Renewed disinterest

It has emerged that the UK government no longer plans to rely on renewable energy sources to ensure that it meets its target of a 60 per cent reduction in CO2
emissions by 2050.

It has emerged that the UK government no longer plans to rely on renewable energy sources to ensure that it meets its target of a 60 per cent reduction in CO2 emissions by 2050.

Despite the government’s much-heralded plans to generate 20 per cent of the UK’s energy from renewable sources by 2020 as part of its drive to reduce carbon emissions, the chair of its advanced power generation forum, Nick Otter, said last week that enhanced power plant efficiency was the solution.

Speaking at a DTI conference, Otter, who is also director of technology and external relations at Alstom Power, said that, in contributing to the UK’s carbon target, efficiency improvements in existing and future power plants would provide a 30 per cent reduction. CO2 sequestration could create the other 30 per cent, he said.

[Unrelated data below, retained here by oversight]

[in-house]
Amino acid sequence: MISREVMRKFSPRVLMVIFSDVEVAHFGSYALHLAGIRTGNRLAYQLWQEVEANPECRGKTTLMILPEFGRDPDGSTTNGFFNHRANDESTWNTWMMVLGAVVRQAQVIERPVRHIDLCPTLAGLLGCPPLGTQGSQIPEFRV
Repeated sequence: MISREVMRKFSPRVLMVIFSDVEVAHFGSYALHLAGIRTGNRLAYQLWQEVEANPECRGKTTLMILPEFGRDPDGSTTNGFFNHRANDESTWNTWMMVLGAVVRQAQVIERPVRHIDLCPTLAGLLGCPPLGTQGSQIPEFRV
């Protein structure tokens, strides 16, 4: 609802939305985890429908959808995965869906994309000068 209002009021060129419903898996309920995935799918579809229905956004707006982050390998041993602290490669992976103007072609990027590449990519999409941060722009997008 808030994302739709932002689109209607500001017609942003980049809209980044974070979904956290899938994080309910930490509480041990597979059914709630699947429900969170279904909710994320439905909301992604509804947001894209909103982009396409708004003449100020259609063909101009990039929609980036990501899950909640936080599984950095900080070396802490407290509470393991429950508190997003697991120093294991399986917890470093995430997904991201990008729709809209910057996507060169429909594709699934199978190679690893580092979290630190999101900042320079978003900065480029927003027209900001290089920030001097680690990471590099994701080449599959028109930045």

‘It’s going to be tough to hit the 60 per cent target. We need to have efficiency improvements to get us halfway there. Then we need to address step-change technologies such as CO2 capture and storage.’

Though public perception of UK energy policy is that renewable energy sources, in combination with the rise of the hydrogen economy, will end greenhouse gas emissions in the long term, conference speakers painted a different picture. None of the delegates, including US and UK industry consultants to government and the DTI’s director of energy strategy, proposed that either a hydrogen economy or nuclear power would be the key to reduced or zero greenhouse gas emissions.

Tony Oliver, managing director of power-generation consultancy K-S Tech, suggested efficiency improvements would achieve much of the required emissions reduction, while CO2 capture and storage would be needed only if nuclear power were to be phased out. If nuclear is not phased out the UK will probably not need CO2 sequestration, he said.

Meanwhile, the UK, EU and US are all looking with interest at the future of coal, which is in plentiful supply around the world and can generate useful gas.

Stuart Dalton of the Electric Power Research Institute, a US energy think-tank, said the US is supporting research programmes into the ‘clean’ burning of coal. Coal gasification could provide a source of gas for more efficient gas power plants. But this is viewed as a more expensive option than natural gas.

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